(I’m overwhelmed and happy because this is La Salle, it is a great feeling to be able to carry the name of La Salle in front of my jersey.)
In her final collegiate season, Arribas shares that she is always thankful for her coaches who helped her along the way and pushed her to strive to be a better athlete and a better person. “Thank you [to all my] coaches kasi sobrang laki ng tiwala niyo sa’kin at isa kayo sa mga dahilan kung bakit nagpu-push ako lalo para makita ko yung best ko.”
(Thank you to all my coaches because of the trust that you gave me. You are some of the reasons why I pushed myself to discover my best version.)
Lady Tennister Jenni Dizon
Being on the same team ultimately brings people together because of all the struggles, sacrifices, and triumphs the members of the team share. As the lone graduating player from the Green and Lady Tennisters, Jenni Dizon looks back at the aspects of her time as a student athlete that were most memorable. For Dizon, all of the UAAP seasons wherein she was able to bond with her teammates on and off the court are the memories she will hold with her once she flips the page of this chapter of her life.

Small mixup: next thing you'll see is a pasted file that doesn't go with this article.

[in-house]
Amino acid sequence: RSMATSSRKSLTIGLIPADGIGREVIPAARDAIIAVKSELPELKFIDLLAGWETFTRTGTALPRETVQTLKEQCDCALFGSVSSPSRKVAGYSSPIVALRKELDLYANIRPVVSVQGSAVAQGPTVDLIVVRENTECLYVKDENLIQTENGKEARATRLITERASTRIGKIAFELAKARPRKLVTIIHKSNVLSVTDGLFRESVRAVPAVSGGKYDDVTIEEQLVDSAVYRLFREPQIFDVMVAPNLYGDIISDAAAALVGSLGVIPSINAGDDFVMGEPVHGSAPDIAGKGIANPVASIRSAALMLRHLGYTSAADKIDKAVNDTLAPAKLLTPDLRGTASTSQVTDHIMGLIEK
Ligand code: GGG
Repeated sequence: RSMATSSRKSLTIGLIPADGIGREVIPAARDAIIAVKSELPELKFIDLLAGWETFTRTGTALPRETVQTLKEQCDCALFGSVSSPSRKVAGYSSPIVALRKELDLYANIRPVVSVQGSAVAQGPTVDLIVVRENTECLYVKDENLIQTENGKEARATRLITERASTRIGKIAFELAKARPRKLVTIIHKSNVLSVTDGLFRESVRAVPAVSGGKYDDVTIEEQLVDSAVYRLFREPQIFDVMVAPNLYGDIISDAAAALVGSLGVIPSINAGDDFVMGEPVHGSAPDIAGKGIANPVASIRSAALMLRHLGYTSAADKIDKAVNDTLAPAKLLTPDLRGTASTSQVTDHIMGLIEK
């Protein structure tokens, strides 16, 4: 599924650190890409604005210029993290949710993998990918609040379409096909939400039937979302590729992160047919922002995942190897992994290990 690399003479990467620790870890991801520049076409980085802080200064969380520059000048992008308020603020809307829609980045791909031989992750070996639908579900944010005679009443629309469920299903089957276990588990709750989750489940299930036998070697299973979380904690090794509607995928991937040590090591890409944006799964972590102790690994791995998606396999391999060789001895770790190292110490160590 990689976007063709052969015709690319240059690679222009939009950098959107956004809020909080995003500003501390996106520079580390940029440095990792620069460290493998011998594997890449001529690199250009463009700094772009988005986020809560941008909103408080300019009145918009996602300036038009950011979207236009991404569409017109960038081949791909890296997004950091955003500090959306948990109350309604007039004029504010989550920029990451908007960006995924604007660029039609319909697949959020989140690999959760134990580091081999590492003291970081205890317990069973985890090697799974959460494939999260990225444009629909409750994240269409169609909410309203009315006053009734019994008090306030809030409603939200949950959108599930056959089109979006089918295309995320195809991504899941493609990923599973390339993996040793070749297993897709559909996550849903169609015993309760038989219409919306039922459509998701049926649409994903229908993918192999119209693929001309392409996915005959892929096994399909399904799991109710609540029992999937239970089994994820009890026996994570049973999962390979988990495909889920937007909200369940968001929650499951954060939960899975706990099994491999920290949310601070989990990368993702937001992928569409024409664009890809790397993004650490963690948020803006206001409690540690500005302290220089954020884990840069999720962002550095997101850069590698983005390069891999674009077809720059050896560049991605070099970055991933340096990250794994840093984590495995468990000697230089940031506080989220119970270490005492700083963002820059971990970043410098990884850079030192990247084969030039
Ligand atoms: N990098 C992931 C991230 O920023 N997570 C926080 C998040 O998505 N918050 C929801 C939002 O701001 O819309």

Dizon states that the prestige of being a student athlete in La Salle gives one a special feeling. She reveals, “Being a student athlete is a very challenging task but at the same time very rewarding. I can say it is a gift because not everyone can manage to do it.” She discloses that she was not able to join the team’s training sessions in the previous term because of thesis duties, coupled with the load from her other classes. Yet, she still manages to stay in shape by playing on the weekends.
Realizing that she is a part of something bigger than herself enabled Dizon to surmount the obstacles that being a student athlete hurled at her. “It is very fulfilling because you represent your school and not just yourself. It puts pressure on us, but it is all worth it,” she expresses. After her time in DLSU, Dizon plans on heading back to her hometown, Davao, where she intends to work for one or two years before moving to New Zealand.
These student athletes may be leaving their respective playing fields, but the lessons on hard work, sacrifice, and perseverance that they have learned as athletes is something that one cannot take away from them.